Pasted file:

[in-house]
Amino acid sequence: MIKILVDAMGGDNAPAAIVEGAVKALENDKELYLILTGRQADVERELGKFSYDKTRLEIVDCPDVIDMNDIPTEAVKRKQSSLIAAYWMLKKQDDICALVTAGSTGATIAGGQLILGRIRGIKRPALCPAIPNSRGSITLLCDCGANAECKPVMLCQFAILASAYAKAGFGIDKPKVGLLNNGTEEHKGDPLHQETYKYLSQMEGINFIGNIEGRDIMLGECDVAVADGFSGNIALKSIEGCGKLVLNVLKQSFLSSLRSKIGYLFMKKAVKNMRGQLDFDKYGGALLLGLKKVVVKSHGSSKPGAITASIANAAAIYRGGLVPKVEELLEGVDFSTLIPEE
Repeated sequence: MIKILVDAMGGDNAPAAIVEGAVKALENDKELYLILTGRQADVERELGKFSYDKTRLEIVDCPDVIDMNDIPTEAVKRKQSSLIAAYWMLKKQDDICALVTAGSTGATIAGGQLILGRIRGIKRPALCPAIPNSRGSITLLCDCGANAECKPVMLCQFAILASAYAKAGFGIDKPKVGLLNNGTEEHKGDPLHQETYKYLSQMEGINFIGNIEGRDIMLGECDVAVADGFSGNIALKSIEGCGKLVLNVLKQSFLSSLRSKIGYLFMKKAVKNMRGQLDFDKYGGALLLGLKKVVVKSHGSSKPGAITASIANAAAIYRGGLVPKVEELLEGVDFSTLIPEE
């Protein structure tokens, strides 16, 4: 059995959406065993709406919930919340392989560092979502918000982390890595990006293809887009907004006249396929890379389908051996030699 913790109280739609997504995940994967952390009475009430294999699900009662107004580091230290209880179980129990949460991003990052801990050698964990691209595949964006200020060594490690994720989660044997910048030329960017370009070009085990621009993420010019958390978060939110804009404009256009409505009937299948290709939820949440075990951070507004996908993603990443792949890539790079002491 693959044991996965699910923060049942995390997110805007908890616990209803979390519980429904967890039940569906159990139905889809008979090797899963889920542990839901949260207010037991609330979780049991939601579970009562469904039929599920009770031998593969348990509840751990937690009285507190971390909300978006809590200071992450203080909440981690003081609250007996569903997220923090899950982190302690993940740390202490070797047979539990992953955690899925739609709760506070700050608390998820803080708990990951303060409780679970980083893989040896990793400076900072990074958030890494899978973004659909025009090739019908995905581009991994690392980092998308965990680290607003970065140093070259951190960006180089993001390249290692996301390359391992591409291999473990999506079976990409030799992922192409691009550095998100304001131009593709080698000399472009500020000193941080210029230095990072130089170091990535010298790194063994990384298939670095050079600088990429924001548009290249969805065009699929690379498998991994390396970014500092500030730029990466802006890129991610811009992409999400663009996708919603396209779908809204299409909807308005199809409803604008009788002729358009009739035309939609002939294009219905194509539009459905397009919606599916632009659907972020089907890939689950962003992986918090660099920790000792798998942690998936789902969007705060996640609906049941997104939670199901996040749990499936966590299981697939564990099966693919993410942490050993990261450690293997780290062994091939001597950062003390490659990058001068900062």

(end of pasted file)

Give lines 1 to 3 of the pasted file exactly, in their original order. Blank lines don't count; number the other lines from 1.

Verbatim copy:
[in-house]
Amino acid sequence: MIKILVDAMGGDNAPAAIVEGAVKALENDKELYLILTGRQADVERELGKFSYDKTRLEIVDCPDVIDMNDIPTEAVKRKQSSLIAAYWMLKKQDDICALVTAGSTGATIAGGQLILGRIRGIKRPALCPAIPNSRGSITLLCDCGANAECKPVMLCQFAILASAYAKAGFGIDKPKVGLLNNGTEEHKGDPLHQETYKYLSQMEGINFIGNIEGRDIMLGECDVAVADGFSGNIALKSIEGCGKLVLNVLKQSFLSSLRSKIGYLFMKKAVKNMRGQLDFDKYGGALLLGLKKVVVKSHGSSKPGAITASIANAAAIYRGGLVPKVEELLEGVDFSTLIPEE
Repeated sequence: MIKILVDAMGGDNAPAAIVEGAVKALENDKELYLILTGRQADVERELGKFSYDKTRLEIVDCPDVIDMNDIPTEAVKRKQSSLIAAYWMLKKQDDICALVTAGSTGATIAGGQLILGRIRGIKRPALCPAIPNSRGSITLLCDCGANAECKPVMLCQFAILASAYAKAGFGIDKPKVGLLNNGTEEHKGDPLHQETYKYLSQMEGINFIGNIEGRDIMLGECDVAVADGFSGNIALKSIEGCGKLVLNVLKQSFLSSLRSKIGYLFMKKAVKNMRGQLDFDKYGGALLLGLKKVVVKSHGSSKPGAITASIANAAAIYRGGLVPKVEELLEGVDFSTLIPEE